So who stuck with Bush? What kind of unabashed, tone deaf rubber stamp addicts? Glad you asked; many of the usual suspects, the worst of the worst-- Patrick McHenry (R-NC), John Boehner (R-OH), Dana Rohrabacher (R-CA), Melissa Bean (Blue Dog-IL), Scott Garrett (R-NJ), John Shadegg (R-AZ), Heather Wilson (R-NM), Marsha Blackburn (R-TN), Frank Wolf (R-VA), Ken Calvert (R-CA), Gary Miller (R-CA), Darrell Issa (R-CA), Mike Pence (R-IN), Ric Keller (R-FL), David Dreier (R-CA), Dave Reichert (R-WA), Robin Hayes (R-NC), Brian Bilbray (R-CA), Joe Knollenberg (R-MI), Daniel Lungren (R-CA), Virgil Goode (R-VA), etc. Too scared and paralyzed to vote at all: Mean Jean Schmidt (R-OH), Jim Gerlach (R-PA), and Mary Bono (R-CA).

And it isn't only members of Congress who are despairing. "Scott Reed, a former chief of staff to the Republican National Committee, said the defeat would dampen fund-raising. 'Republican leadership needs to really take a good look in the mirror,' Mr. Reed said. 'They’re taking the party off the cliff.'” Yes they are-- and none to soon!

On a related note, I met New Mexico congressional candidate Martin Heinrich in person tonight. He's in a fairly unique-- and enviable-- position. When every quasi-rational Republican in America is running as fast and as far from Bush as they can-- especially after Cheney's and Rove's magic touch moments in Mississippi this week drove up the Democrat's winning margins-- Martin's clueless opponent, Darren White, is embracing Bush and running around Albuquerque chanting "4 more years." On May 27 Bush will be flying in to Albuquerque to host a fundraiser for his former Bernalillo campaign chief. We decided to invite Martin back to Firedoglake this weekend for another live blog session.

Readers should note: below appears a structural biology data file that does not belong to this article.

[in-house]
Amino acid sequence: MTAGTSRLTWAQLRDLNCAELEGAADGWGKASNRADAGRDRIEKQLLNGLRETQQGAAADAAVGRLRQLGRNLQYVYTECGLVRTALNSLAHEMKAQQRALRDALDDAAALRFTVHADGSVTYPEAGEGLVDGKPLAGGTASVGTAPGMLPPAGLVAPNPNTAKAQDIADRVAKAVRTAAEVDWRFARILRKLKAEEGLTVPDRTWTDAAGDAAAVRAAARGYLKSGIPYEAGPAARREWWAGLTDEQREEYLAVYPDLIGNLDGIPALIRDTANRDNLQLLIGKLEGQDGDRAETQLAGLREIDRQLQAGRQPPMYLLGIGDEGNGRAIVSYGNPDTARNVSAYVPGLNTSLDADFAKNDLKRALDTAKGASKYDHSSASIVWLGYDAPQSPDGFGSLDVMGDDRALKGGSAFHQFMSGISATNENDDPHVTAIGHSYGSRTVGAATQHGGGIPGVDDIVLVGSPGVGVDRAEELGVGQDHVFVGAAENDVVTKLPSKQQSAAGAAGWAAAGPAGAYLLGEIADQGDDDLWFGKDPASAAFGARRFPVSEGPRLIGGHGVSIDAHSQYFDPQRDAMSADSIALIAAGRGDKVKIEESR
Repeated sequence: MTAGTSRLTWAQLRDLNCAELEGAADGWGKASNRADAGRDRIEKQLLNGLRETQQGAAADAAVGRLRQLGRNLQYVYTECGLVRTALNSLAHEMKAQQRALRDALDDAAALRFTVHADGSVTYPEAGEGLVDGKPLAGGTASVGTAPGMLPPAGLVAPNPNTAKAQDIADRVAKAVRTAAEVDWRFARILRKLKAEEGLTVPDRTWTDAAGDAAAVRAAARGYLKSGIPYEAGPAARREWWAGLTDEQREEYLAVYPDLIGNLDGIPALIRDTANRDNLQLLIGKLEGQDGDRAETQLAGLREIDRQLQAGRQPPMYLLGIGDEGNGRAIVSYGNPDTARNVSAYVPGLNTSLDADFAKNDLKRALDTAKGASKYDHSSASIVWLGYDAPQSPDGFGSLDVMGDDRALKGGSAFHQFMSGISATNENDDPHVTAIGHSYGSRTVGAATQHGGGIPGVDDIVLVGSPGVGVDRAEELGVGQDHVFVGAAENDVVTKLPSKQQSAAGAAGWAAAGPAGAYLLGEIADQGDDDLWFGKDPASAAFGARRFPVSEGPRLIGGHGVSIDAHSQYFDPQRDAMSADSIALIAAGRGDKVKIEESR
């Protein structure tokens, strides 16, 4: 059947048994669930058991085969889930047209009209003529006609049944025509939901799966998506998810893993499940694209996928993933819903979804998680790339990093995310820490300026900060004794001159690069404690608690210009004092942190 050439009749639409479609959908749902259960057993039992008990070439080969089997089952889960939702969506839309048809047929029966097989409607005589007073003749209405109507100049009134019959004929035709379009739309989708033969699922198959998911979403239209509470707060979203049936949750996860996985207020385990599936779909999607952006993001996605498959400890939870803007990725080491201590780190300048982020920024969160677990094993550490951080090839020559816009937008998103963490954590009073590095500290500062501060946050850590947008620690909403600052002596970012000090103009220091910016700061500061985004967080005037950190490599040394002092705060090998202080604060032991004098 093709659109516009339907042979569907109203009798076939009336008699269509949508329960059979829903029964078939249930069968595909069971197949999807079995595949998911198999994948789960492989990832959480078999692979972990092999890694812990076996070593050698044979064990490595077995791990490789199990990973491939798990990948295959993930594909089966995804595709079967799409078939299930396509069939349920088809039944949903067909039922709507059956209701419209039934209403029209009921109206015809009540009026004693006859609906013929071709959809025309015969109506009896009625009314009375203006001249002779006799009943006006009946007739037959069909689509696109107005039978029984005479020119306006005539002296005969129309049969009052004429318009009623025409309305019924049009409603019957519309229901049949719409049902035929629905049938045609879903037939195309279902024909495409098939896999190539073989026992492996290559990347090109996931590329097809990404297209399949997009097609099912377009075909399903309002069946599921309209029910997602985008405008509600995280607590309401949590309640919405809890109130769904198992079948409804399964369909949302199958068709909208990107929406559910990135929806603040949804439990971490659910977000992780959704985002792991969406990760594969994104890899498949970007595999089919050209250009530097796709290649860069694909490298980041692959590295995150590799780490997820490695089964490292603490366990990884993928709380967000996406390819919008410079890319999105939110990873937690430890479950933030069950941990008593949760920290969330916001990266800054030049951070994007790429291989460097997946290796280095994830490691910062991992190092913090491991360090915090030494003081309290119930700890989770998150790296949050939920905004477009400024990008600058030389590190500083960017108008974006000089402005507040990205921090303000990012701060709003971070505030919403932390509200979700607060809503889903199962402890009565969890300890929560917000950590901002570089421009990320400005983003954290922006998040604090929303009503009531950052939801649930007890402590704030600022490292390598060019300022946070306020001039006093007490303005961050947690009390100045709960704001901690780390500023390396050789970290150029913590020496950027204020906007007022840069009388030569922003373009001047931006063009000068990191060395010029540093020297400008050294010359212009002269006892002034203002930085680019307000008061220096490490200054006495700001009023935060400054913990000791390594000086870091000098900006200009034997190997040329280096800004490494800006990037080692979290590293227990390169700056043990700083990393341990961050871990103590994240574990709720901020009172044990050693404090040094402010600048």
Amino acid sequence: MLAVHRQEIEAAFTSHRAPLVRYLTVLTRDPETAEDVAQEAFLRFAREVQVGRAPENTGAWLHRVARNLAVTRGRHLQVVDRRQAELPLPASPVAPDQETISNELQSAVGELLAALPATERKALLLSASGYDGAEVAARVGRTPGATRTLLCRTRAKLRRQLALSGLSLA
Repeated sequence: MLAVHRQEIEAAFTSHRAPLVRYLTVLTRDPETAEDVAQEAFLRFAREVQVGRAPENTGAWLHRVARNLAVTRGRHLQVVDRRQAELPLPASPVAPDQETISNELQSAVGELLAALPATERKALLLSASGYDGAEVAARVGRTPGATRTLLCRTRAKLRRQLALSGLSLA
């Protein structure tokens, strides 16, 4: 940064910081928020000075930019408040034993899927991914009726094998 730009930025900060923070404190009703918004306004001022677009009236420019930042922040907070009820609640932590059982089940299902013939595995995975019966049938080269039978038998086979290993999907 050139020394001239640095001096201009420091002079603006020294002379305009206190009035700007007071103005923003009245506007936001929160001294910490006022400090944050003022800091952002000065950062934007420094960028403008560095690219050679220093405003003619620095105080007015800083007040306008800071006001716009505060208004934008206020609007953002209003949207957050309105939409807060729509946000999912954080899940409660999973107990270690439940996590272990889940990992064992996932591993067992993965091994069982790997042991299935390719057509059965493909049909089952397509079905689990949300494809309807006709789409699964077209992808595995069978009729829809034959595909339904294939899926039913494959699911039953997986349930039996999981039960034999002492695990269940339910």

I wonder what the GOP paid the consulting team to come up with that one! Even the most brain dead Republican hacks and cheerleaders realize that superficial slogans are going to do no more to save their asses than attacks on Jeremiah Wright.

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At 9:33 AM, Anonymous Anonymous said...

And could it be possible to picture His Fraudulency's remarks before the Israeli Knesset seeking to excuse a Total and Continuing State of ur-RAHOWA as nothing short of desperation tactic?